The Death of Stalin

Humor's knife cuts deepest, and this coal-black comedy about Joseph Stalin's 1953 demise paints an absurd – and absurdly accurate – picture of Soviet bootlicking and backstabbing. It's hilarious, until it's not.

Writer/director Iannucci, the Glaswegian TV mogul best known for his BBC series The Thick of It and his HBO series Veep, returns to the big screen for the first film since 2009's In the Loop. The setting has changed, but he's still soundly in his wheelhouse. If ruthless, vulgar political satire turns you off, then The Death of Stalin is not for you.

Interestingly, the script was actually adapted from a series of French comic books. Condensing nine months of turmoil, but faithfully recounting most key events, The Death of Stalin unfolds over just a couple of days, as the Soviet Central Committee squabbles over what to do following the unexpected death of the USSR's brutally oppressive dictator. Every man spots countless new opportunities for the nation and for himself.

Given Iannucci's talky, low-budget TV background, I was expecting a stagier film. Iannucci knows his way around a camera, though, and Stalin looks cinematic enough to warrant a theatrical release. That said, it is very talky. Every line of dialogue is razor-sharp, but over an hour and a half, the manic patter becomes exhausting. Iannucci's pacing is perhaps more easily digestible in 30-minute episodes.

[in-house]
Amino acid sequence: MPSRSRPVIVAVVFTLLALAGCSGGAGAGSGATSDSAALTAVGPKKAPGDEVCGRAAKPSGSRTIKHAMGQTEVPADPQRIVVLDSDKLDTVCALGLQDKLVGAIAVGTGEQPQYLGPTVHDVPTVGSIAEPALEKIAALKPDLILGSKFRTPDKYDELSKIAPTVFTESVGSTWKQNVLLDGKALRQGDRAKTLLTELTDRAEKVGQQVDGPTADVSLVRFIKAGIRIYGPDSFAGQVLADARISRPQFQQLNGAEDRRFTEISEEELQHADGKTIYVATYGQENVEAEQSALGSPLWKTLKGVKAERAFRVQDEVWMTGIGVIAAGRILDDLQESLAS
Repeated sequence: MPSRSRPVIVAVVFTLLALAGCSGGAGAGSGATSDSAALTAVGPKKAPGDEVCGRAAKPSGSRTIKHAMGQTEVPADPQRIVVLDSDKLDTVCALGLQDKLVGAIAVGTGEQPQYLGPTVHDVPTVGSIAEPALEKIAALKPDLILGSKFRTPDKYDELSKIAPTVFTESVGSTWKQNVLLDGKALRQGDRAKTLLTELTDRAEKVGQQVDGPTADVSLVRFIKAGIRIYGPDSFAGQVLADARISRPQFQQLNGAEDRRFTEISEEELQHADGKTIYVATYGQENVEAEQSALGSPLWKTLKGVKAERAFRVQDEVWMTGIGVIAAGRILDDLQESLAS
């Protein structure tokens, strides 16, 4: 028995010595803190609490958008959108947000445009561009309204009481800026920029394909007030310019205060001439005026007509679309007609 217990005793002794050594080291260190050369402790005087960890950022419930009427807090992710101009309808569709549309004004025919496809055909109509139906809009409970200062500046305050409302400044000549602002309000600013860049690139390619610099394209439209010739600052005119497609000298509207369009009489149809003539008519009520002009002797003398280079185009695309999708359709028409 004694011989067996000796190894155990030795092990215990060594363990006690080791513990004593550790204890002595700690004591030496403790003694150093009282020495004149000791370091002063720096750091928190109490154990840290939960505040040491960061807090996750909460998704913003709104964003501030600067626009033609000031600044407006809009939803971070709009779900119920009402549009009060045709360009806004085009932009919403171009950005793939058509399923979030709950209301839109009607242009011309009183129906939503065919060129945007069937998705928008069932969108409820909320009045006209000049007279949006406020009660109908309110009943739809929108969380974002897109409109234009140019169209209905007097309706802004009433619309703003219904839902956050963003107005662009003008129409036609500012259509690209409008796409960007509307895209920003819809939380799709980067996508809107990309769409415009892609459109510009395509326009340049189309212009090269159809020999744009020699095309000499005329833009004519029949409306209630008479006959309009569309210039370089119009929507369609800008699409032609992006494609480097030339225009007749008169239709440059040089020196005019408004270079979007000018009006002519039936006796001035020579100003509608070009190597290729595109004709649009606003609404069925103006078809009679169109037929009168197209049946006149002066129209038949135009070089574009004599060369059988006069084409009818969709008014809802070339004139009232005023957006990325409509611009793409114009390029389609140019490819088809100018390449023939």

I had seen this film immediately after Red Sparrow, and was tickled by one contrast: whereas the mostly non-Russian cast of Red Sparrow affects Russian accents, this film's ensemble – mostly Brits, including Michael Palin, and two yanks, Jeffrey Tambor and Steve Buscemi – all speak in their native dialects. Ironically, this rings much truer. It gives you a more direct sense of the ineptitude and self-preservation of the Central Committee and of Russian politicians in general. (It's no surprise that Putin has banned the film.) Standout performances come from a manic Buscemi as Nikita Khrushchev and a pitch-perfect Simon Russell Beale as Lavrentiy Beria, the head of the NKVD secret police, as their characters jockey for control over post-Stalin Russia. Guess who wins.